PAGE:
March 1, 2021 at 3:55 p.m.

Women forge ahead in farming

Lakeshore Technical College all-female class a first for dairy herd management program
The dairy herd management program consists of (front row, from left) Lily Charapata, Kelsie Bramstedt, Alexis Doege and Savanna Merrill; (back row, from left) Alli Pankratz, Lexi Kluenker and Emily Kroll at Lakeshore Technical College near Manitowoc, Wisconsin. This is the first time in the program’s history the class is all females.  PHOTO BY STACEY SMART
The dairy herd management program consists of (front row, from left) Lily Charapata, Kelsie Bramstedt, Alexis Doege and Savanna Merrill; (back row, from left) Alli Pankratz, Lexi Kluenker and Emily Kroll at Lakeshore Technical College near Manitowoc, Wisconsin. This is the first time in the program’s history the class is all females. PHOTO BY STACEY SMART

By Stacey [email protected] | Comments: 0 | Leave a comment

    MANITOWOC, Wis. – For the first time in the college’s history, all the students in the dairy herd management program at Lakeshore Technical College are female. The class of 2021 includes seven young women bound together by their love for agriculture and dairy in particular.
    The all-female class shares a passion for cows, even though the majority of students did not grow up on dairy farms. Many developed an interest in agriculture through involvement in 4-H and FFA and time spent around cows while growing up. Two of the students live on family farms.
    Savanna Merrill grew up in Green Bay and started working on a farm when she was 16.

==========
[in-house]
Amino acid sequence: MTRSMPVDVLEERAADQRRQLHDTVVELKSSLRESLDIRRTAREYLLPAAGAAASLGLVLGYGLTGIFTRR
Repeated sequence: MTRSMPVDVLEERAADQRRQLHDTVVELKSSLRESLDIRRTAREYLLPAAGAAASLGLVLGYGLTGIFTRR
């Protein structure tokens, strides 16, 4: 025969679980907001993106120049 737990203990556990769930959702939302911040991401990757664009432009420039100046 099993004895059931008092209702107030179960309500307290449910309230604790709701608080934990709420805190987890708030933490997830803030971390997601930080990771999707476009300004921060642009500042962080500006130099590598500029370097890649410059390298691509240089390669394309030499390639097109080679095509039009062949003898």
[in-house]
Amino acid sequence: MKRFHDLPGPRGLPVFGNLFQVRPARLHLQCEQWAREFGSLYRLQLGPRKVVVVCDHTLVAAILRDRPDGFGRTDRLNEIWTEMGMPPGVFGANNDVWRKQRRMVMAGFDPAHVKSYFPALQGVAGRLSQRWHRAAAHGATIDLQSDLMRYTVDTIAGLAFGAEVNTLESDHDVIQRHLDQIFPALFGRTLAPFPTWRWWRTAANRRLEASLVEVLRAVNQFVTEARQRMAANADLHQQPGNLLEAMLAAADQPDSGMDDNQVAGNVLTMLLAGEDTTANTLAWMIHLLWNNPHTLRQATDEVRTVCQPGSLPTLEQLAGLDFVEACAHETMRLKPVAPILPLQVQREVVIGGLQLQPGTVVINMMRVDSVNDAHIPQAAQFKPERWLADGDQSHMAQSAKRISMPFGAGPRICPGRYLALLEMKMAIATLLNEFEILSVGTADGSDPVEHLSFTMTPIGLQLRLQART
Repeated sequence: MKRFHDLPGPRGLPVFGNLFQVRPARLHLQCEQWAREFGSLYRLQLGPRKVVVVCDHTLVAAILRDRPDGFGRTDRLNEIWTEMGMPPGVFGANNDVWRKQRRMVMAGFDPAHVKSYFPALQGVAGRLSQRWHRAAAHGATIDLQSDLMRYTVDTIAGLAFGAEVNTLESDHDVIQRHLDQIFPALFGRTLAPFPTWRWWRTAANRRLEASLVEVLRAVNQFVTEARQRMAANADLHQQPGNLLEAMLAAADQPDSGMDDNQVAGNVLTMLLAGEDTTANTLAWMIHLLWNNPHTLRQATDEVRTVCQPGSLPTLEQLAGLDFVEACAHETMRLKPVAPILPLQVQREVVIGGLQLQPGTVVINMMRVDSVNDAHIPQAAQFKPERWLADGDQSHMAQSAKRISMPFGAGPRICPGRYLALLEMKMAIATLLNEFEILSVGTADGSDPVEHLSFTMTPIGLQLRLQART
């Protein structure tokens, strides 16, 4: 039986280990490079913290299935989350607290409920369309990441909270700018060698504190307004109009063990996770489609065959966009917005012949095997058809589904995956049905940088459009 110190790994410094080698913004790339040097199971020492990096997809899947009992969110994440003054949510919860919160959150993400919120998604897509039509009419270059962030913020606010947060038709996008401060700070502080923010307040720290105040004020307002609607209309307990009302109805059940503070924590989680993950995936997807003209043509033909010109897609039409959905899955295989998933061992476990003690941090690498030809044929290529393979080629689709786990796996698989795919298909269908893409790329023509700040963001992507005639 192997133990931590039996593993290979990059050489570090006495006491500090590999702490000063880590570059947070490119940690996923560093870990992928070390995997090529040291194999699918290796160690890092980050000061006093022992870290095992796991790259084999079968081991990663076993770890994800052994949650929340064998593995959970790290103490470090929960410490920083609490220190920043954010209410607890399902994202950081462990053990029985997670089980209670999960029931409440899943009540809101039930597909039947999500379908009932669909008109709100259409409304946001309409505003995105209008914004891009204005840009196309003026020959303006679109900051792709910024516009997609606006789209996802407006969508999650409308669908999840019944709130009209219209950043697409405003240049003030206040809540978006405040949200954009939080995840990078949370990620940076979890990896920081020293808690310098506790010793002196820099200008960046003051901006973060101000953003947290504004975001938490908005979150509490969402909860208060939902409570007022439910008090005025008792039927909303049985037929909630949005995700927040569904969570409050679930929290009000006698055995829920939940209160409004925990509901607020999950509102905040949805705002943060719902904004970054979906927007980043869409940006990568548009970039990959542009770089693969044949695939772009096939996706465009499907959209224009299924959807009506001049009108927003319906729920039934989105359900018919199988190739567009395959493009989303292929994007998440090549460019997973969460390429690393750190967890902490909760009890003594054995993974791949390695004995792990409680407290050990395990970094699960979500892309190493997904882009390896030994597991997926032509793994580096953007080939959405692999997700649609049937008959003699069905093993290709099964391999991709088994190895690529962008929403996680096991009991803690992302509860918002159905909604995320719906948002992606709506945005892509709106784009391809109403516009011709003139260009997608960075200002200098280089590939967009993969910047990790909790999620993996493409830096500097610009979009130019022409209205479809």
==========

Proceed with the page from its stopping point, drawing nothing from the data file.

“I always wanted to work with animals, and I fell in love with cows,” Merrill said.
    Alexis Doege grew up in Brillion and began working on a farm when she was a freshman in high school. Kelsie Bramstedt, from Newton, was involved in 4-H and FFA showing pigs and horses before developing an interest in cows. She worked on a farm in high school while also taking classes in the Youth Apprenticeship program at Lakeshore Technical College.
    Lily Charapata was also active in 4-H and FFA and helped on a neighbor’s farm while in high school. She later took a job at Cow Town Acres in Coleman and chose Lakeshore at the recommendation of her boss, a 2011 graduate.  
    Lexi Kluenker grew up on a 400-cow dairy in the Manitowoc area. Her work on the farm and involvement in FFA convinced her that farming was what she wanted to do for the rest of her life.
    Emily Kroll comes from the Maribel area and lives on her family’s 65-cow dairy. In 2017, she also took a position on a neighboring farm with 120 cows.
    Alli Pankratz, of Valders, started working on a farm last year.
    “I’ve been around cows for a long time and knew it was something I wanted to get involved in,” Pankratz said. “I met Emily and we decided to come to school here together.”
    All the ladies love working with cows and have decided to pursue careers in the dairy industry with job titles ranging from farm owner to herd manager to A.I. technician. This group will graduate in May with a technical degree, but most are staying on to do a second year of schooling to obtain an associate degree in dairy business management.  
    “Jobs are not hard to come by in this industry,” said Craig Lallensack, dairy herd/agribusiness instructor at Lakeshore Technical College. “People are always looking for a herdsperson, parlor manager or calf manager. I receive emails weekly from farms interested in hiring our students. And I’m seeing more driven females that want to be in that management role on a dairy.”
    Liz Gartman, fellow agribusiness instructor, agreed.
    “I see the female trend growing in both the dairy herd management and agribusiness programs here at Lakeshore,” Gartman said. “We’re seeing more women involved in all aspects of agriculture, and it’s exciting to see women taking on positions previously seen as male roles.”
    Gartman said women use brains over brawn when moving animals and take time to understand livestock – traits that feed into their success on the farm.